Place cut outs on the cookie sheet about 2 inches apart and chill for 10 minutes. Coat lightly with sugar before putting them back in the fridge.
Bake cookies until light brown, 10-15 minutes. Watch carefully, the cookies around the edge of the cookie sheet with brown faster.
So these were made on the same week as my catastrophic blue soup. It was a week that felt like nothing would go right for me in the kitchen but I kept going! These cookies were absolutely scrumptious and if they had stayed in my kitchen, I may have devoured the lot. These cookies are warm and inviting with a little glaze on top to tickle the tastebuds. It hasn’t really felt like fall much here in Baltimore with the heat, but compared to CA it’s a veritable igloo over here! This recipe is from the Los Angeles Times Food section from about a month ago that I saved until I needed a little dose of fall.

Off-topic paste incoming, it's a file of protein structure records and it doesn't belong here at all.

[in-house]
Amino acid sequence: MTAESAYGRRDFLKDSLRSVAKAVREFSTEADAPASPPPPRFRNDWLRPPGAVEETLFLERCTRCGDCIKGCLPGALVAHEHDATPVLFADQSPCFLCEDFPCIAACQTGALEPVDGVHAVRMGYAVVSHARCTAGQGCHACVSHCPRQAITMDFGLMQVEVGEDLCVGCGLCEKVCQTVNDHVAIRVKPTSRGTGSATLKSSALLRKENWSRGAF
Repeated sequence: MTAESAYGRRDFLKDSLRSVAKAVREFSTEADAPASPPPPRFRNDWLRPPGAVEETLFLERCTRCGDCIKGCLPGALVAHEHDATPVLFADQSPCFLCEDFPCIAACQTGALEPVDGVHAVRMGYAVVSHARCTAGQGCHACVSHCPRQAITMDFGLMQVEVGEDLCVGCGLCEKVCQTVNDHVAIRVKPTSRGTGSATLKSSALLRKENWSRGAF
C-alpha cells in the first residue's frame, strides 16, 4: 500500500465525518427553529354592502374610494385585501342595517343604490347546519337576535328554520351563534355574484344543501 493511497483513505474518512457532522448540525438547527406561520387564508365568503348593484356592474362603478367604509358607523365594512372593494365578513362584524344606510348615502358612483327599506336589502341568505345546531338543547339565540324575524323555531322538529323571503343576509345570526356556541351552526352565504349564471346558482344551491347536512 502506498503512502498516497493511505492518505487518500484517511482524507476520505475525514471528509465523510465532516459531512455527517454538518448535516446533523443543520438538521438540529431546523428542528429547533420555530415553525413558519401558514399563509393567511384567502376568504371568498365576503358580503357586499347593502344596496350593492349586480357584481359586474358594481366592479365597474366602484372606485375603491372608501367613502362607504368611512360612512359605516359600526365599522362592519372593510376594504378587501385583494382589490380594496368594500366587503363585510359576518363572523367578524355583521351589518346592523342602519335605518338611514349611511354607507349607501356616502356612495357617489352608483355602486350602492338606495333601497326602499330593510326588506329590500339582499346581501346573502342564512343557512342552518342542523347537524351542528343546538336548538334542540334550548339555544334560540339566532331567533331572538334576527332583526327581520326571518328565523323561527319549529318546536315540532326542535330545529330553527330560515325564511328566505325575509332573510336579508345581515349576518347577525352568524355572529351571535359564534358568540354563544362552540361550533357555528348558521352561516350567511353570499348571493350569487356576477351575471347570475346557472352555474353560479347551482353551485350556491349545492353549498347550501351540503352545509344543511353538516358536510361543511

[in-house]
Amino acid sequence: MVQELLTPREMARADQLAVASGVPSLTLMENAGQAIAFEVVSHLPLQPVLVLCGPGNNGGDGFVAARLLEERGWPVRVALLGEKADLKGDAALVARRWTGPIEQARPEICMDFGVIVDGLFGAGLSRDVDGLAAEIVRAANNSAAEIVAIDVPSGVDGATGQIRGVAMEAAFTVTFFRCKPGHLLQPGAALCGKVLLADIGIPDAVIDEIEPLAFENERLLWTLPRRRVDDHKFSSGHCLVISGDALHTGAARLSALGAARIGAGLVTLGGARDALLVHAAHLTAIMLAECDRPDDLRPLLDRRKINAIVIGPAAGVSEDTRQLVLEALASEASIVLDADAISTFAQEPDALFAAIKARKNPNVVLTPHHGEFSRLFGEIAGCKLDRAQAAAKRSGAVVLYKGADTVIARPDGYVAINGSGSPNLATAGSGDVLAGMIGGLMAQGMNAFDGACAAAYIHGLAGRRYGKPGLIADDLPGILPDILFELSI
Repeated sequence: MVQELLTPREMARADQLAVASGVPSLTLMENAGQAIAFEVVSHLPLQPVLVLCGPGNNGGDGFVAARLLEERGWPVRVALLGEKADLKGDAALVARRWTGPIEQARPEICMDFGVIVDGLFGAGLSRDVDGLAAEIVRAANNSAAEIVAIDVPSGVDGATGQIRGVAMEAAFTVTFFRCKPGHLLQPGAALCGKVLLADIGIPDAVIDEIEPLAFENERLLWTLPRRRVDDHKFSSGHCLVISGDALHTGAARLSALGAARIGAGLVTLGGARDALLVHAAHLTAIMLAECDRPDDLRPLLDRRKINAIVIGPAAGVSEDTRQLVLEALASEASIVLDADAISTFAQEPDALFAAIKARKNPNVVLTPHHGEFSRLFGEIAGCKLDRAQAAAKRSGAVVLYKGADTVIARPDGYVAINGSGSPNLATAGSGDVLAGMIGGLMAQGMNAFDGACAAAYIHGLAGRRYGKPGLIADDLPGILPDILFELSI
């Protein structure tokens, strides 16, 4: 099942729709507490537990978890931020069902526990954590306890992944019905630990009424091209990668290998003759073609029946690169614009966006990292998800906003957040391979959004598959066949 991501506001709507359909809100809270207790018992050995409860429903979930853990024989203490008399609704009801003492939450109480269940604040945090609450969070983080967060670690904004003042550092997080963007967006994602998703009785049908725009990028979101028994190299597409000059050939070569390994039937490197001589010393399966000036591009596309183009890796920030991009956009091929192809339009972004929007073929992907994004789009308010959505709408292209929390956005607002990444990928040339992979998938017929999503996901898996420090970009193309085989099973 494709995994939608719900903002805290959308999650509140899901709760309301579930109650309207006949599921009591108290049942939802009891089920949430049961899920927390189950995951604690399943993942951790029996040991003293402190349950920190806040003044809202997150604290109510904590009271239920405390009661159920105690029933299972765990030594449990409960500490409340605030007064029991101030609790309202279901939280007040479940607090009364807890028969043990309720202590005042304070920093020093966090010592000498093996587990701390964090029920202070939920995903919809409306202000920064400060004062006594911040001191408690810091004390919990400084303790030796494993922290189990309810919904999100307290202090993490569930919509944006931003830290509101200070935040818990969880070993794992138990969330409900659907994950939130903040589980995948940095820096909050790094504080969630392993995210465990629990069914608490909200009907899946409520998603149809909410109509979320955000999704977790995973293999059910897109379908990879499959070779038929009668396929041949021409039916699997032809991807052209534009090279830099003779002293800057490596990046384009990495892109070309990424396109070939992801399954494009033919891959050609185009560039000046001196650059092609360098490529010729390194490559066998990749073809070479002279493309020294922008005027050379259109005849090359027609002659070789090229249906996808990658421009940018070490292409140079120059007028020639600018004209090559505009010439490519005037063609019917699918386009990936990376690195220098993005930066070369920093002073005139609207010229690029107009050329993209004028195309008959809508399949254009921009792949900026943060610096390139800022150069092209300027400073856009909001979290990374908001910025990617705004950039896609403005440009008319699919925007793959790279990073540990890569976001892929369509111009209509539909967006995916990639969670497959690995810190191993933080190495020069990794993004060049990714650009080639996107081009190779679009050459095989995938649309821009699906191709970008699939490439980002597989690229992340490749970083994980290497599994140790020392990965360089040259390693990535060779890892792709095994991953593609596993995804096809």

So even though they turned out delicious in the end, there were some technical issues to be aware of as you try this recipe! I did not have enough butter on hand when I was making the recipe and substituted in some margarine which worked well. However, I did microwave the butter briefly because I hadn’t left it out long enough to soften. The microwaving made the margarine too soft and while I was able to mix the cookies up just fine, the batter was much softer than I would have liked. Before I scooped it, I froze the dough for twenty minutes which is good practice whenever you have really slack or soft cookie dough. Once baked, the cookies tasted fine but went soft pretty quickly. This recipe calls for a glaze which can add moisture to the cookies. If you prefer crunchier cookies, bake for an addition minute or two but watch carefully. The high sugar content from the brown sugar and maple syrup means that these cookies can catch or burn in the oven really quickly. A note on the glaze, mine wasn’t particularly white colored but to make a more solid glaze, you can add teaspoons of powdered sugar until it reaches the appropriate consistency and color that you prefer. I hope you enjoy and be sure to check out the Lost Angeles Times Food section on Sundays; it’s definitely one of my favorite parts of the newspaper and the writers work really hard on perfecting these recipes!